Northern cardinal has black eyes

Sunday, January 8, 2012

Recently I was lucky enough to capture this image of the beautiful head of a male northern cardinal. This bird will tolerate other songbirds around a bird feeder. The innocence of this friendly bird is evident in this striking pose. His wide, strong, conical red beak is perfect for cracking grains of corn and hulling sunflower seeds.

At this close distance we can see the blackness of the cardinal's eye. Many species of birds have brilliantly colored eyes, but not the northern cardinal.

Here, we can also see the configuration of the black area surrounding the base of his beak. This black patch is made up of short, hairlike feathers. It is believed that this black patch so close to the eye serves to lessen the glare of sunlight and allow the bird better vision. Often in drawings and paintings this black area is drawn to completely surround the male cardinal's eye, but in reality this is seldom if ever the case.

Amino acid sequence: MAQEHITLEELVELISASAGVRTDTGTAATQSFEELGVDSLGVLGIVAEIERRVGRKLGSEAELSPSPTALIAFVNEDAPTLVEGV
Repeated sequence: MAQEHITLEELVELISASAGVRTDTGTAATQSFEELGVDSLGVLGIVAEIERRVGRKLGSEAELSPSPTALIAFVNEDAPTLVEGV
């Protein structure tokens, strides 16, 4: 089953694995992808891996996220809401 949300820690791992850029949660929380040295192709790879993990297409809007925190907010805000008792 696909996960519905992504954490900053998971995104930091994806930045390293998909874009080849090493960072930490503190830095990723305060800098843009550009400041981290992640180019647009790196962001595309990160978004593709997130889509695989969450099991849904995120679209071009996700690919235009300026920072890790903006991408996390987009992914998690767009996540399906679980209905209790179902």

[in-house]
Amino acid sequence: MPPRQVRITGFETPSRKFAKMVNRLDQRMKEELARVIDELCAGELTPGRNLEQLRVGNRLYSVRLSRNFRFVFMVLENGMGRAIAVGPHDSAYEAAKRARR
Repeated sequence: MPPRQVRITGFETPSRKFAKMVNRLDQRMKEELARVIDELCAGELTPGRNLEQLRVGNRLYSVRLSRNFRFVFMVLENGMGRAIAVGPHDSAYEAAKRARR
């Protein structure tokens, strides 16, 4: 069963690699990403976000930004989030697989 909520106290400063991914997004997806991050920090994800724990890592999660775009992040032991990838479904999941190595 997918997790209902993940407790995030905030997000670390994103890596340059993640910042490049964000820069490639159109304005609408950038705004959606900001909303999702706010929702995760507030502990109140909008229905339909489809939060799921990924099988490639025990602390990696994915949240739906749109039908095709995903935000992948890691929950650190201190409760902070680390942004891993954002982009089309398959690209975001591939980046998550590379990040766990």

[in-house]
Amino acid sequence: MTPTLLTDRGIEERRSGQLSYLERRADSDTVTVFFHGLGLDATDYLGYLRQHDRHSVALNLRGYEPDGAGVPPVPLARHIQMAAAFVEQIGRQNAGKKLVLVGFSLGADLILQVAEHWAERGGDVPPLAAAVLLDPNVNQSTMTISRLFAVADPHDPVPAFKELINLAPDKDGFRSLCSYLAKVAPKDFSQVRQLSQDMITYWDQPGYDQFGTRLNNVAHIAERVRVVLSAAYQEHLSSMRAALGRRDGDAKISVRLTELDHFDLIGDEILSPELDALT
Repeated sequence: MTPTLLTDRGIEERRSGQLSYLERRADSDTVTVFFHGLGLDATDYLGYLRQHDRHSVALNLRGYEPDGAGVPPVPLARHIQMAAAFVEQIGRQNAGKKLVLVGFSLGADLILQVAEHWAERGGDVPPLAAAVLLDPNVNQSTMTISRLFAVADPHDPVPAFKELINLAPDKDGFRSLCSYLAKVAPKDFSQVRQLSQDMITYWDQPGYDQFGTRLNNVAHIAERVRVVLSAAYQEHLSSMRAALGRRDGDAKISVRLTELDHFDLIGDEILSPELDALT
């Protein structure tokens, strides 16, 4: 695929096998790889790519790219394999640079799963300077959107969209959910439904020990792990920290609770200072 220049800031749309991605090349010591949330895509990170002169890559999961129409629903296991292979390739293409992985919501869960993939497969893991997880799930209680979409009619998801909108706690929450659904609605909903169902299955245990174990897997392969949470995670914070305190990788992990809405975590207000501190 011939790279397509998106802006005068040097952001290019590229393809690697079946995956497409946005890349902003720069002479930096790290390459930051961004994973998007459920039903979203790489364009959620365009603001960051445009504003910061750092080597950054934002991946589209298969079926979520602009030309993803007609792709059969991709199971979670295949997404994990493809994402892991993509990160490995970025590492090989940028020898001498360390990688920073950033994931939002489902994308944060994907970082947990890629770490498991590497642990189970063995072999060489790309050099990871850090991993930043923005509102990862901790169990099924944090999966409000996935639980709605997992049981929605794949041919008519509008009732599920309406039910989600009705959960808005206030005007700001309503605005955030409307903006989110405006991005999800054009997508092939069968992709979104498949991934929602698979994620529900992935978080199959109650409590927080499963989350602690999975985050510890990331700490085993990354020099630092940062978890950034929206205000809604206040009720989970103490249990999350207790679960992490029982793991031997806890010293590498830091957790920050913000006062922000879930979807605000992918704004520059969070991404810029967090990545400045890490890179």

This bird's crest is made of comparatively long slender feathers that can be raised or lowered at will, depending upon the cardinal's mood or alertness.

More than 100 years ago northern cardinals were sometimes captured and kept in cages as pets. A provision of the Migratory Bird Act of 1918 banned this practice.

Through the Woods is a weekly nature photo column by Aaron Horrell. Find this column at to order a reprint of the photo. Find more work by him at the Painted Wren Gallery.

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